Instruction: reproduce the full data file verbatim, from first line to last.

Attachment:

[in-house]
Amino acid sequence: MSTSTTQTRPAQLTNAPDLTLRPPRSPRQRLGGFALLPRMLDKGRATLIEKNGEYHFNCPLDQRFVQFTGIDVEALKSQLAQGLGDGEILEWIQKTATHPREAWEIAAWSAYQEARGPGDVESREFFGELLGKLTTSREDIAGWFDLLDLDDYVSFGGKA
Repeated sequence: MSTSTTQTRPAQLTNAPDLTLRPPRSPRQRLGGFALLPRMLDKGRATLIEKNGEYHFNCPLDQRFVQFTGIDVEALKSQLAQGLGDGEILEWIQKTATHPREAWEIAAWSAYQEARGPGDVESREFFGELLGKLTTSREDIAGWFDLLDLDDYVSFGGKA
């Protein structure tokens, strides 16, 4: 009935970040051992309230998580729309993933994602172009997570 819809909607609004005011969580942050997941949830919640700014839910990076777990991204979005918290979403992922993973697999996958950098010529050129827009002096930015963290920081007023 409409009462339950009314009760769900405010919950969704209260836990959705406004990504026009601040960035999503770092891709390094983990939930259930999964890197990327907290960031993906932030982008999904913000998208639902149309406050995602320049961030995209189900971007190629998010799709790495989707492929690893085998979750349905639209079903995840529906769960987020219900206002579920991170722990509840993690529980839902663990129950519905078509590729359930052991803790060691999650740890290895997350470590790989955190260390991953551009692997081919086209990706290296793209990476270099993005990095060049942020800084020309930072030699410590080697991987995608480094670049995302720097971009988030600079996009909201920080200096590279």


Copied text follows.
[in-house]
Amino acid sequence: MSTSTTQTRPAQLTNAPDLTLRPPRSPRQRLGGFALLPRMLDKGRATLIEKNGEYHFNCPLDQRFVQFTGIDVEALKSQLAQGLGDGEILEWIQKTATHPREAWEIAAWSAYQEARGPGDVESREFFGELLGKLTTSREDIAGWFDLLDLDDYVSFGGKA
Repeated sequence: MSTSTTQTRPAQLTNAPDLTLRPPRSPRQRLGGFALLPRMLDKGRATLIEKNGEYHFNCPLDQRFVQFTGIDVEALKSQLAQGLGDGEILEWIQKTATHPREAWEIAAWSAYQEARGPGDVESREFFGELLGKLTTSREDIAGWFDLLDLDDYVSFGGKA
């Protein structure tokens, strides 16, 4: 009935970040051992309230998580729309993933994602172009997570 819809909607609004005011969580942050997941949830919640700014839910990076777990991204979005918290979403992922993973697999996958950098010529050129827009002096930015963290920081007023 409409009462339950009314009760769900405010919950969704209260836990959705406004990504026009601040960035999503770092891709390094983990939930259930999964890197990327907290960031993906932030982008999904913000998208639902149309406050995602320049961030995209189900971007190629998010799709790495989707492929690893085998979750349905639209079903995840529906769960987020219900206002579920991170722990509840993690529980839902663990129950519905078509590729359930052991803790060691999650740890290895997350470590790989955190260390991953551009692997081919086209990706290296793209990476270099993005990095060049942020800084020309930072030699410590080697991987995608480094670049995302720097971009988030600079996009909201920080200096590279």